Photo of the Kia Niro EV interior With buttons and switches, the Kia's interior is reassuringly familiarGearBrain

The Kia has a 7-inch touchscreen as standard, upgradeable to eight inches with the $44,000 EX Premium trim level, and there's a six-speaker sound system as standard or an optional eight-speaker Harman Kardon system. That screen can be used to display Apple CarPlay and Android Auto — both of which are missing, and more obviously so than ever, in all Teslas.

Standard equipment on both versions of the Niro EV include a rear parking camera, blind spot collision warning, driver attention warning, and forward collision avoidance assist (also known as emergency low-speed braking.)

As for autonomous driving features, the Kia doesn't have Tesla's Autopilot system, but can still keep itself in lane on the highway, maintain a driver-defined speed and distance from the vehicle in front, and there's a system for handling the stop-start of crawling traffic.

These driver assistance features may lack the razzmatazz of Autopilot, which can follow the navigation system and even change lanes to overtake slower traffic. But, again, this is not a car for early adopters desperate to drive the cutting edge (although often beta) technologies. Our only real concern was with the lane-keep system, which sometimes got confused when we legally crossed road markings without indicating, then reacted by blaring loudly and attempting to move the steering wheel. Thankfully, this can be turned off — permanently, if you wish — with the press of a button.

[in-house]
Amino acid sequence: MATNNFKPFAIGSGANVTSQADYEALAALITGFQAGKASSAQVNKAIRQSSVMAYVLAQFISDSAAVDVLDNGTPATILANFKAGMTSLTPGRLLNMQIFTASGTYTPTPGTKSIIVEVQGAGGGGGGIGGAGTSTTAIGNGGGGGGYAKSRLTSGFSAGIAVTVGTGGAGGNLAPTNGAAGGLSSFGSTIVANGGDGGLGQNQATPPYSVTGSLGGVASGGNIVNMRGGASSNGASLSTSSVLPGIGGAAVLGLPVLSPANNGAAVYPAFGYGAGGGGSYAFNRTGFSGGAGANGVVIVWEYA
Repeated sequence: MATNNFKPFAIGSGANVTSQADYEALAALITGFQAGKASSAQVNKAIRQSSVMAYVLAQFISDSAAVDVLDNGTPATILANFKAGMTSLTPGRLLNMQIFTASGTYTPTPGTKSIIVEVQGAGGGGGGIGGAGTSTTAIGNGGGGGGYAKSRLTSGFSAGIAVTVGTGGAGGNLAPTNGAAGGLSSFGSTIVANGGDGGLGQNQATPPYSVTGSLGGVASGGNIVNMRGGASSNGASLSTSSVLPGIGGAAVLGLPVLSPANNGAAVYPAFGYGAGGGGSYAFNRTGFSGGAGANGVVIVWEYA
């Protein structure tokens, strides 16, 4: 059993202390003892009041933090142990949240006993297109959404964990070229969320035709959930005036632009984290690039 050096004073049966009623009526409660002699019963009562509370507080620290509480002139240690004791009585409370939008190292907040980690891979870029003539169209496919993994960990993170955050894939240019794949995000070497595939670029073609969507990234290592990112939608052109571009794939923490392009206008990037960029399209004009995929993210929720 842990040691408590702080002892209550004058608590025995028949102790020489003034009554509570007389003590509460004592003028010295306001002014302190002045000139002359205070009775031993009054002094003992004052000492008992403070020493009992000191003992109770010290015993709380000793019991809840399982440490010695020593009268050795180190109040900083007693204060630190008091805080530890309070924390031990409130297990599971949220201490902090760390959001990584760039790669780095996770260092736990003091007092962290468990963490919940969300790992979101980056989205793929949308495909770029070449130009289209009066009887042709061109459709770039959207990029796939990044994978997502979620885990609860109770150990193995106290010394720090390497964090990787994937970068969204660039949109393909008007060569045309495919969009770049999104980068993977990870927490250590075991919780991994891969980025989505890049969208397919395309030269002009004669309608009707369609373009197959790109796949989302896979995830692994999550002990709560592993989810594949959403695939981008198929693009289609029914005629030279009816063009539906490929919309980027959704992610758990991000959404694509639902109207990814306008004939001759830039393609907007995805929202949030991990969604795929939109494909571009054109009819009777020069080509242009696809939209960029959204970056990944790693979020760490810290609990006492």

Photo of the Kia Niro EV dashboard The touchscreen offers Apple CarPlay and Android AutoGearBrain

Verdict

There is a great deal to like about the Kia Niro EV. It is competitively priced, spacious and practical enough for a car of this size, and has one of the longest ranges of 2019 (Tesla aside, but even then there isn't much in it.)

The Kia won't blow a Ferrari into the weeds, won't entertain you with classic Atari games, or take over the driving for you like a Tesla. But those features don't appeal to everyone. Many drivers just want a new car, and if it happens to be electric then that's a great bonus. Others want an electric car, but one which feels familiar and doesn't try to show off at every opportunity.

The Kia fits this brief perfectly, and does so without making an unnecessary song and dance about it. It just quietly gets on with the job of being a car.

Pros

  • Great range
  • Lots of premium kit comes as standard
  • Well priced

Cons

  • Sport mode is unnecessary
  • Autonomous systems not a match for Tesla
  • Reliant on public charging network